But in Post Money SAFE, the clarity and simplicity can facilitate a smoother relationship with investors, as they're likely to have a clear understanding of their ownership stake right from the get-go.

By understanding these fundamental differences, you can make a more informed decision about which type of SAFE is most suitable for your startup’s unique needs. Each has its merits and pitfalls, and the right choice can set the tone for your startup’s financial future.

What's the Catch for Post Money SAFE?

You've heard about the simplicity, flexibility, and relatively straightforward nature of Post Money SAFEs. But before you rush off to sign a dozen of these agreements, it's essential to pause and consider the potential downsides. Here are some "catches" you should be aware of:

1. Lack of Investor Protection

In a Post Money SAFE, the investor usually forgoes many of the protective provisions that are typical in traditional financing instruments like preferred stock. These could include board seats, voting rights, or other covenants that could give the investor more control or assurance.

2. Ambiguity in Terms

While Post Money SAFEs aim for simplicity, some clauses can still be ambiguous, especially for first-time founders. It's critical to have legal counsel review any SAFE agreements to ensure that you fully grasp the terms and the potential ramifications.

3. Unequal Power Dynamics

SAFEs can sometimes tip the balance of power toward the founder. While this may sound beneficial to you, it can lead to strained investor relations down the line, especially if expectations are not managed effectively.

4. Risk of Overcapitalization

The ease of executing a SAFE can sometimes lead to overcapitalization, where a startup raises more money than it actually needs. While having excess capital may seem like a good problem to have, it can lead to inflated valuations that you'll need to justify in future rounds or even promote reckless spending.

5. No Financial Discipline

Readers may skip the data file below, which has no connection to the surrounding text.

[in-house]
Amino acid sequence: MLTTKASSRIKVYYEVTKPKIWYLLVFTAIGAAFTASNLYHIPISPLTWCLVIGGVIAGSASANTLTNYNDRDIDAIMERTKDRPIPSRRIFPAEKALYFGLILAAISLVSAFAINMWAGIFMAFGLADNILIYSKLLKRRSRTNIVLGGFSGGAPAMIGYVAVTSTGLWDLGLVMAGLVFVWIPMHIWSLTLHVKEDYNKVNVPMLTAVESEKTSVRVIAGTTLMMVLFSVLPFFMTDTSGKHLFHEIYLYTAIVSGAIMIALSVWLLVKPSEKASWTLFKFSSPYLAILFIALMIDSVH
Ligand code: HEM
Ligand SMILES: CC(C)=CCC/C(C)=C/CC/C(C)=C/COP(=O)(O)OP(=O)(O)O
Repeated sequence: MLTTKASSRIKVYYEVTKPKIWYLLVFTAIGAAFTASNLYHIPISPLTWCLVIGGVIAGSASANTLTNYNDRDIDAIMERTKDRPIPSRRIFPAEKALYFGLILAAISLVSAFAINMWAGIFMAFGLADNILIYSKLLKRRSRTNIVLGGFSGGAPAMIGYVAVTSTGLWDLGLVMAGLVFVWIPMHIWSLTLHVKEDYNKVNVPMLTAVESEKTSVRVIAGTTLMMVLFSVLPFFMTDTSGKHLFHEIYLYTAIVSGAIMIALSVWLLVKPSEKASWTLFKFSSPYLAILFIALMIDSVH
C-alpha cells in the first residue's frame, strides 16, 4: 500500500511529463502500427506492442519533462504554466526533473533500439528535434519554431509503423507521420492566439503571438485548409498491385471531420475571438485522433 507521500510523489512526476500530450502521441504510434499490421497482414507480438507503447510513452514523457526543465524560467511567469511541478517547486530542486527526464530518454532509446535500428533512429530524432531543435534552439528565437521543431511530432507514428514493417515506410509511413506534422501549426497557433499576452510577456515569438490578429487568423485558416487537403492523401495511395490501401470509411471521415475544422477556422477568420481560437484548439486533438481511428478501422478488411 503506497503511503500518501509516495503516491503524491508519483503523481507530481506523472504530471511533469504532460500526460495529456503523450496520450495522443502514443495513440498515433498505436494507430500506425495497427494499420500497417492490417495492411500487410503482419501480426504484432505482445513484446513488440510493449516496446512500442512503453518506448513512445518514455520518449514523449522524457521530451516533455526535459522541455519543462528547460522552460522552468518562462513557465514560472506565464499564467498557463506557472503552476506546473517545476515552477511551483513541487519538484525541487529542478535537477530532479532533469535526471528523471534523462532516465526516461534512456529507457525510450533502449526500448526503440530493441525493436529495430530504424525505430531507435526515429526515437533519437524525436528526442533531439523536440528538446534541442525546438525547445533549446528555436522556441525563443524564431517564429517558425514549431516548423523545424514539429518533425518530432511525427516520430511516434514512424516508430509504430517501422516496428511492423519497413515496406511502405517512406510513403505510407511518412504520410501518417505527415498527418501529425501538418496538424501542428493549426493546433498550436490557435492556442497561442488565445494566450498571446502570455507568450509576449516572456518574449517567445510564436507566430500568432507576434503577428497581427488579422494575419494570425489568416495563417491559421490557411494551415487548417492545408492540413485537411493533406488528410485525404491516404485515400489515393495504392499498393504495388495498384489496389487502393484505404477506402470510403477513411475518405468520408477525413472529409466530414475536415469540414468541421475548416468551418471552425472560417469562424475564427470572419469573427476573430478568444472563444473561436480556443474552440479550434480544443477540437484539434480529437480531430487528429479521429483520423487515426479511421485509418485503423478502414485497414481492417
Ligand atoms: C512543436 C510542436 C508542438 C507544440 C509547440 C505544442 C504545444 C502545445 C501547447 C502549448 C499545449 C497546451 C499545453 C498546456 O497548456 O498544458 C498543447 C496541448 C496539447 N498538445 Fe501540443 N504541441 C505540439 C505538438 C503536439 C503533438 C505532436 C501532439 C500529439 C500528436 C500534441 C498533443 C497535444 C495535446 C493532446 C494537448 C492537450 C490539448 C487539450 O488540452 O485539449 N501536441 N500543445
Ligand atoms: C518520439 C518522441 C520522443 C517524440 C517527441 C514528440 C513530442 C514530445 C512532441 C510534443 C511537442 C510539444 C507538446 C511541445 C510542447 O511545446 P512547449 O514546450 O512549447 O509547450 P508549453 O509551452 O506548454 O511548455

Traditional investment rounds usually require milestones to be met before the next tranche of funding. SAFEs don’t have this structure, potentially encouraging less discipline in financial management.

6. Potential for Higher Dilution in the Future

Even though Post Money SAFEs make it easier to calculate dilution upfront, there's still a potential for higher dilution in the future, especially if you go through multiple SAFE rounds before a priced round. Each new SAFE contributes to an increased post-money valuation, pushing up the minimum ownership stakes for all previous SAFE holders and thereby diluting the founder's equity.

7. Complex Conversions in Priced Rounds

While simpler than their Pre Money counterparts, Post Money SAFEs can still complicate future priced rounds. If you have multiple SAFEs with different terms, the conversion into equity can become a complex process requiring detailed calculations and potentially leading to misunderstandings with new investors.

Why Investors Prefer Post Money SAFE?

Post Money SAFEs aren't just designed with founders in mind; investors also find them increasingly appealing. While SAFEs are often lauded for their simplicity and flexibility, why do investors lean towards the Post Money variant? Here are some compelling reasons: